April 25, 2023

Suicide and Post Traumatic Stress among Law Enforcement: The Hidden Dangers

Law enforcement officers have a challenging job, witnessing and experiencing traumatic incidents that most people cannot even imagine. Although the fear of being killed on the job is a reality, it is just one aspect of the job. Officers are also faced with fatal car accidents, suicides, witnessing poverty and despair, sexual assaults, armed robberies, and more. On top of that, they endure endless night shifts, a poor diet, and irregular sleep patterns that can result in physical and mental health issues. Inter-office politics, a lack of mentorship, and questionable leadership can also make the job more challenging.

Looking at statistics for post traumatic stress, depression, anxiety, divorce, and suicide among law enforcement reveals the cost. 

According to the Blue H.E.L.P. organization, which tracks law enforcement suicides, there were 295 reported suicides in 2021. This is a 28% increase from the previous year. Additionally, law enforcement officers are more likely to die by suicide than in the line of duty. The suicide rate for law enforcement officers is 18.1 per 100,000, compared to 14.5 per 100,000 for the general population (National Institute of Mental Health).

Traumatic incidents are a regular part of the job for law enforcement officers. They witness and experience things that most people can’t even imagine, from violent crimes to fatal accidents. According to a study published in the Journal of Police and Criminal Psychology, the average police officer experiences a significantly higher than the number of traumatic incidents experienced by the average civilian.

Despite the rising rates of post-traumatic stress, depression, anxiety, divorce, and suicide among law enforcement officers, seeking help remains a significant challenge due to fear of losing their badge or job, being ostracized by peers, and the stigma surrounding mental health. 

So, what can be done to address the issue of PTS, depression, anxiety, divorce, and suicide among law enforcement officers? 

One important step is to increase awareness and education around these issues. Law enforcement agencies can provide training and resources to officers to help them recognize the signs of mental health struggles and provide them with the tools they need to seek help.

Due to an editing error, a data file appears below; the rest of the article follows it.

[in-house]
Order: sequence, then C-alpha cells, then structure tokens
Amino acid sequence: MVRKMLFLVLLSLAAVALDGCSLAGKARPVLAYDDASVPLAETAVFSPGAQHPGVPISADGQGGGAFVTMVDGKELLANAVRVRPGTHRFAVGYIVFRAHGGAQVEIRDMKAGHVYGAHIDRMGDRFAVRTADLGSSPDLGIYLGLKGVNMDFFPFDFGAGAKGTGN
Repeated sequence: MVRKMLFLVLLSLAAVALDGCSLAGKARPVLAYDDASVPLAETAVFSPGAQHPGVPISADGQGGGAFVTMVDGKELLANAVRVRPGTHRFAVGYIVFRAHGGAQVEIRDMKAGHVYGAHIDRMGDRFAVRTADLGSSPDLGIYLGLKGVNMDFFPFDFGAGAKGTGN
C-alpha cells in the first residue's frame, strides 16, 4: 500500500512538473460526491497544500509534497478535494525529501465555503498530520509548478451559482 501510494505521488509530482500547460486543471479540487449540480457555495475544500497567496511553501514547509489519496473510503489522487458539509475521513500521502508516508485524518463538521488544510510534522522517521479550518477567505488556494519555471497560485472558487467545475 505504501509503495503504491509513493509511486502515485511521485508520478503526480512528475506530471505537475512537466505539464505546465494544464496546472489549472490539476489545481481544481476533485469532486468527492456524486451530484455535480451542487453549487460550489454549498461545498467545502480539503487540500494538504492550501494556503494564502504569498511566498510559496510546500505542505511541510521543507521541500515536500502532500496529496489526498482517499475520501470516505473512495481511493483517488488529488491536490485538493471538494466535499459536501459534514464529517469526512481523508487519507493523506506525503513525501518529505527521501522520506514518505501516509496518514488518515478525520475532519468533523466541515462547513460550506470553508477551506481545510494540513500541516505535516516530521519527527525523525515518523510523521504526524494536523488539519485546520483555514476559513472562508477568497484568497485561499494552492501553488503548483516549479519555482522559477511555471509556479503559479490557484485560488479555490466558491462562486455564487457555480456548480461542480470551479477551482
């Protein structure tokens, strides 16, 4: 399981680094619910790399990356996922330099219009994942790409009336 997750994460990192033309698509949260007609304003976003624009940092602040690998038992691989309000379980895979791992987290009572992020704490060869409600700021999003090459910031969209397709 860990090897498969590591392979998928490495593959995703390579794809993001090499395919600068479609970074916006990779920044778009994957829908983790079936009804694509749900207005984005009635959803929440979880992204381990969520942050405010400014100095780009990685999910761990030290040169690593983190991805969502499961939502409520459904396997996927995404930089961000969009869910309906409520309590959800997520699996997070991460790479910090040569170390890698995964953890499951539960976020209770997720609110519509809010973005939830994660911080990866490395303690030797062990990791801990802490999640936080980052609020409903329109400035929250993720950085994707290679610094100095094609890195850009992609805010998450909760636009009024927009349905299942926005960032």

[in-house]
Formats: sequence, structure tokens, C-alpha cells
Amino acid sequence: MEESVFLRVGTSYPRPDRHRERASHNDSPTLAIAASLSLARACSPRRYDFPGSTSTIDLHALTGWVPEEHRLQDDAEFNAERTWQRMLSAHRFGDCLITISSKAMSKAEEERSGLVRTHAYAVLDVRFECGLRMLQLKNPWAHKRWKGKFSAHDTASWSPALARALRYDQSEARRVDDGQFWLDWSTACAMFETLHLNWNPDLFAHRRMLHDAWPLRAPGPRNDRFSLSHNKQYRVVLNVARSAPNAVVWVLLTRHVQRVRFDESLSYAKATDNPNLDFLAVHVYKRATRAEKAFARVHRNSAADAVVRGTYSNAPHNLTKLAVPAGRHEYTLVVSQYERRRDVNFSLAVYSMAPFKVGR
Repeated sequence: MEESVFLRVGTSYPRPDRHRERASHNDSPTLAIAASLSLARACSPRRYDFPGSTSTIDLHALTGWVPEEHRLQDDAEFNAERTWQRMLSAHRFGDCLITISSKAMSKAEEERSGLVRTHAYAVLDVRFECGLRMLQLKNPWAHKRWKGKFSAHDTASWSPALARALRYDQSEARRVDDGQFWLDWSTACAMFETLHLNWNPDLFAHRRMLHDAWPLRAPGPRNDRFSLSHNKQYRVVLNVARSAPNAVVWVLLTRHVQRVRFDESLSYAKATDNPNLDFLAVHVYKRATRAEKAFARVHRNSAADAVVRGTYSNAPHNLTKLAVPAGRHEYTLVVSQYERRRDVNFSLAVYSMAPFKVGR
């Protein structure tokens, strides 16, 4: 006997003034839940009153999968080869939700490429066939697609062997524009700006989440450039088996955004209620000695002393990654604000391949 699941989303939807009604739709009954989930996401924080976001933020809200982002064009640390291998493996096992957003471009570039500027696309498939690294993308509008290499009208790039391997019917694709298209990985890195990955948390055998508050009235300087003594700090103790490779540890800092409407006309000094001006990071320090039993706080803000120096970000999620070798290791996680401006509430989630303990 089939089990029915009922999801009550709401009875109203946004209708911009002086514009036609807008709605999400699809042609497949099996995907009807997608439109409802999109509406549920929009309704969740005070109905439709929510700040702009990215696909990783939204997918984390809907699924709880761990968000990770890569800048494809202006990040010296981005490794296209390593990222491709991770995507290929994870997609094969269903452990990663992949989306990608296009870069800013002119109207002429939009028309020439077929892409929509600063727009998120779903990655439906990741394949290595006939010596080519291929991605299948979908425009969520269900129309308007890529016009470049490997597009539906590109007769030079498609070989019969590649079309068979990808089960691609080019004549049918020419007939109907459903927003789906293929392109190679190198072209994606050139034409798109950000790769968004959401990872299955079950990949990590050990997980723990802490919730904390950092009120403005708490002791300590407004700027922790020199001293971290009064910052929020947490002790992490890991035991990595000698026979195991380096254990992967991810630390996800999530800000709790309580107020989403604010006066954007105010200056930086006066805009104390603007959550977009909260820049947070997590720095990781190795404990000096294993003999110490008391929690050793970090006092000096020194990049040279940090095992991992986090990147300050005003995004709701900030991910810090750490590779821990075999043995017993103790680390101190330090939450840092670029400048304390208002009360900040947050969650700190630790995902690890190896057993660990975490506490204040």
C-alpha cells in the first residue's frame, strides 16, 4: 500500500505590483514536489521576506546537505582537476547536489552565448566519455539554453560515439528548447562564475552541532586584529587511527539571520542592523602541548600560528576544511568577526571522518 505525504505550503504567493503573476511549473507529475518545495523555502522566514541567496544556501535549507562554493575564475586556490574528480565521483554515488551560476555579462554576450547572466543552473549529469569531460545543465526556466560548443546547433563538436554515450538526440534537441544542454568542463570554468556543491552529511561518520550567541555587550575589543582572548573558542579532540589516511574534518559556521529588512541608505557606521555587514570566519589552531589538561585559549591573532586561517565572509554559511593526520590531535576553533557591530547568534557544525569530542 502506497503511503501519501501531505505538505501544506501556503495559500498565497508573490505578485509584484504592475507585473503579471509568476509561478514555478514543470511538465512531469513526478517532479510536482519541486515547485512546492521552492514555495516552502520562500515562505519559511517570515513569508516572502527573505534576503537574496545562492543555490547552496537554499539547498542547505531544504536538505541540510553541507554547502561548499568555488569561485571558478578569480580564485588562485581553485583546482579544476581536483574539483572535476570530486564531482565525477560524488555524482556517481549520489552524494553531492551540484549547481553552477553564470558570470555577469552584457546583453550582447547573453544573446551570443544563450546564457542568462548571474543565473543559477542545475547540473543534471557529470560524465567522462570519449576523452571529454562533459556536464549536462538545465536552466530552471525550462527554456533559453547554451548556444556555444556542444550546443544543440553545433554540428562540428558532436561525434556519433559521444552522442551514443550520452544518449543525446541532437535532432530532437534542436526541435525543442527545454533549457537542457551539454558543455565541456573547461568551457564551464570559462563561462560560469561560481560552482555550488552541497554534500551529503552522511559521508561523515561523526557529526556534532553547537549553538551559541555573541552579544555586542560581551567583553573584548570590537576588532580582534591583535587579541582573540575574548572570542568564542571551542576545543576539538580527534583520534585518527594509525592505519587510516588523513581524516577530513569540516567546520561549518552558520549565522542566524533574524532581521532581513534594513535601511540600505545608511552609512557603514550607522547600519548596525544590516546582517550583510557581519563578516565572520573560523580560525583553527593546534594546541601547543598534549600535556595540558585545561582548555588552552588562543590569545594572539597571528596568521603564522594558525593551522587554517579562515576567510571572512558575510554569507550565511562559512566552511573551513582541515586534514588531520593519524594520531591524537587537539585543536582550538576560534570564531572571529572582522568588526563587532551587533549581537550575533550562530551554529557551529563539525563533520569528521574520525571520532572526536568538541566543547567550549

Another important step is to reduce the stigma surrounding mental health in the law enforcement community. This can be done through initiatives that promote mental health and well-being, such as peer support programs and employee assistance programs. Law enforcement agencies can also work to create a culture of openness and acceptance around mental health struggles, where officers feel comfortable seeking help without fear of negative consequences.

Yet all of these strategies require support from someone else.  Help and support that may never come.  

So what can we do while we wait? 


According to a study published in the Lancet in 2018, researchers have found that exercise can have a significant impact on reducing symptoms of depression and anxiety, as well as improving overall mental health. The article cites a study in which participants who engaged in regular exercise reported a 43% reduction in poor mental health days.  

In a more recent study,  researchers found exercise to be more effective than medication in treating depression and anxiety! Published just this year, data from over 500,000 individuals found that those who engaged in regular physical activity reported fewer mental health issues than those who did not. Study authors found that intervals of exercise 12 weeks or less were most effective for improving symptoms related to mental illness, suggesting that even small changes for a short period of time could have beneficial effects.

While higher-intensity exercises had “greater improvements for depression and anxiety,” all kinds of physical activity could “significantly reduce symptoms.”

So yeah, the job is tough; and of course, it would be wonderful if our departments had our back, training to manage PTSD was created, and programs to reduce the stigma while increasing peer support would be FANTASTIC.

But while we wait…   Let’s grab our gear and Go to the Gym. 



You’re not alone…

In the book “Lessons in Cadence“, I interview 5 military veterans and 4 police officers in an attempt to discover the common battles with post traumatic stress, from the events they experienced, through their deep personal struggles and into their internal recalibration efforts as they make strides towards healing. It provides the reader with an honest and unfiltered look at the internal monologue of men and women who are fighting the battles to recover and re-establish their identities. Discover their truth strength by witnessing their vulnerability with you, the reader. You are not alone…

About Eric Basek

Eric is the co-founder of Stay Safe Foundation, a former law enforcement officer and a current Coast Guard reservist. He is the author of “Lessons in Cadence,” and is passionate about helping people better themselves through fitness. Eric is our director’s husband, and dad to Logan and their dog Rajah. They live in Florida.